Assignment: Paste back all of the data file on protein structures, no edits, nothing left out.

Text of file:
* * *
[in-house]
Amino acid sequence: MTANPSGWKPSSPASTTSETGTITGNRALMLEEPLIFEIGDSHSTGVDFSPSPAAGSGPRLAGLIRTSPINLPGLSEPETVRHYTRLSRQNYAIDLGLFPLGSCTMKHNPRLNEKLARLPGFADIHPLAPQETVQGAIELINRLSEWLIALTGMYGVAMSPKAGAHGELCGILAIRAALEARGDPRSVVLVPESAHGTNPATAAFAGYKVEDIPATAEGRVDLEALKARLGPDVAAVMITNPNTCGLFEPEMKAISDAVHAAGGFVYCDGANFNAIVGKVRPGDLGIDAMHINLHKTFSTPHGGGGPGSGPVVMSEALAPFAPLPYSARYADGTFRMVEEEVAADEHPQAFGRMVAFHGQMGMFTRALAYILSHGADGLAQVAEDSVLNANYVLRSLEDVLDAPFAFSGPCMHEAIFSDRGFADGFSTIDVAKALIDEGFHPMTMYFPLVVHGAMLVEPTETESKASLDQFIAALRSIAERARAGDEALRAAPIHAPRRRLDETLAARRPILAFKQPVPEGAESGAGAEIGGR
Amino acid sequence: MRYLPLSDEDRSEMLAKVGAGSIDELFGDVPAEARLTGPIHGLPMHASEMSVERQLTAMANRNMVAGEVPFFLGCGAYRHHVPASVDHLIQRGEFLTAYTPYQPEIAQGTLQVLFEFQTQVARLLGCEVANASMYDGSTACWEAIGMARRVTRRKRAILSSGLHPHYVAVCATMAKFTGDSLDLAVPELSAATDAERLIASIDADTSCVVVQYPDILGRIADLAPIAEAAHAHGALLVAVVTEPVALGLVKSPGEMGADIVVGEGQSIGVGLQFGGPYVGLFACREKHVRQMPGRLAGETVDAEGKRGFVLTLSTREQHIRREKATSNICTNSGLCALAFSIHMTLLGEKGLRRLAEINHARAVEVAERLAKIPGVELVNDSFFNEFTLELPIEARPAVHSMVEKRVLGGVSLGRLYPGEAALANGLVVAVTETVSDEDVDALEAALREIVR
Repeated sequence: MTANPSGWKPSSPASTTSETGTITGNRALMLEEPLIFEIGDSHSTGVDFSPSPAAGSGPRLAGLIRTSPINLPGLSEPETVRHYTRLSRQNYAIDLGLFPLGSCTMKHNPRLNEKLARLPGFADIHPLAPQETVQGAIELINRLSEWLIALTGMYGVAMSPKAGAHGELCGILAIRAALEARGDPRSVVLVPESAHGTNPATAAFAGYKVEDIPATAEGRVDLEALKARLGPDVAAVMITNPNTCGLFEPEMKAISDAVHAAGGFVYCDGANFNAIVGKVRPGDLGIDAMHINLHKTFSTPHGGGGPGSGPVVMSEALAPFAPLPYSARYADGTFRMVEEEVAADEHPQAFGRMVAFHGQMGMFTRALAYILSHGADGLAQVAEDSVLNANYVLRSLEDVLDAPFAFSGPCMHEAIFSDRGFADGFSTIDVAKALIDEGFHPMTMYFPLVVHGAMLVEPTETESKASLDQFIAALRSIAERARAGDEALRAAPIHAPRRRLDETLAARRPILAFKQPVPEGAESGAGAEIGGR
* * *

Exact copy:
[in-house]
Amino acid sequence: MTANPSGWKPSSPASTTSETGTITGNRALMLEEPLIFEIGDSHSTGVDFSPSPAAGSGPRLAGLIRTSPINLPGLSEPETVRHYTRLSRQNYAIDLGLFPLGSCTMKHNPRLNEKLARLPGFADIHPLAPQETVQGAIELINRLSEWLIALTGMYGVAMSPKAGAHGELCGILAIRAALEARGDPRSVVLVPESAHGTNPATAAFAGYKVEDIPATAEGRVDLEALKARLGPDVAAVMITNPNTCGLFEPEMKAISDAVHAAGGFVYCDGANFNAIVGKVRPGDLGIDAMHINLHKTFSTPHGGGGPGSGPVVMSEALAPFAPLPYSARYADGTFRMVEEEVAADEHPQAFGRMVAFHGQMGMFTRALAYILSHGADGLAQVAEDSVLNANYVLRSLEDVLDAPFAFSGPCMHEAIFSDRGFADGFSTIDVAKALIDEGFHPMTMYFPLVVHGAMLVEPTETESKASLDQFIAALRSIAERARAGDEALRAAPIHAPRRRLDETLAARRPILAFKQPVPEGAESGAGAEIGGR
Amino acid sequence: MRYLPLSDEDRSEMLAKVGAGSIDELFGDVPAEARLTGPIHGLPMHASEMSVERQLTAMANRNMVAGEVPFFLGCGAYRHHVPASVDHLIQRGEFLTAYTPYQPEIAQGTLQVLFEFQTQVARLLGCEVANASMYDGSTACWEAIGMARRVTRRKRAILSSGLHPHYVAVCATMAKFTGDSLDLAVPELSAATDAERLIASIDADTSCVVVQYPDILGRIADLAPIAEAAHAHGALLVAVVTEPVALGLVKSPGEMGADIVVGEGQSIGVGLQFGGPYVGLFACREKHVRQMPGRLAGETVDAEGKRGFVLTLSTREQHIRREKATSNICTNSGLCALAFSIHMTLLGEKGLRRLAEINHARAVEVAERLAKIPGVELVNDSFFNEFTLELPIEARPAVHSMVEKRVLGGVSLGRLYPGEAALANGLVVAVTETVSDEDVDALEAALREIVR
Repeated sequence: MTANPSGWKPSSPASTTSETGTITGNRALMLEEPLIFEIGDSHSTGVDFSPSPAAGSGPRLAGLIRTSPINLPGLSEPETVRHYTRLSRQNYAIDLGLFPLGSCTMKHNPRLNEKLARLPGFADIHPLAPQETVQGAIELINRLSEWLIALTGMYGVAMSPKAGAHGELCGILAIRAALEARGDPRSVVLVPESAHGTNPATAAFAGYKVEDIPATAEGRVDLEALKARLGPDVAAVMITNPNTCGLFEPEMKAISDAVHAAGGFVYCDGANFNAIVGKVRPGDLGIDAMHINLHKTFSTPHGGGGPGSGPVVMSEALAPFAPLPYSARYADGTFRMVEEEVAADEHPQAFGRMVAFHGQMGMFTRALAYILSHGADGLAQVAEDSVLNANYVLRSLEDVLDAPFAFSGPCMHEAIFSDRGFADGFSTIDVAKALIDEGFHPMTMYFPLVVHGAMLVEPTETESKASLDQFIAALRSIAERARAGDEALRAAPIHAPRRRLDETLAARRPILAFKQPVPEGAESGAGAEIGGR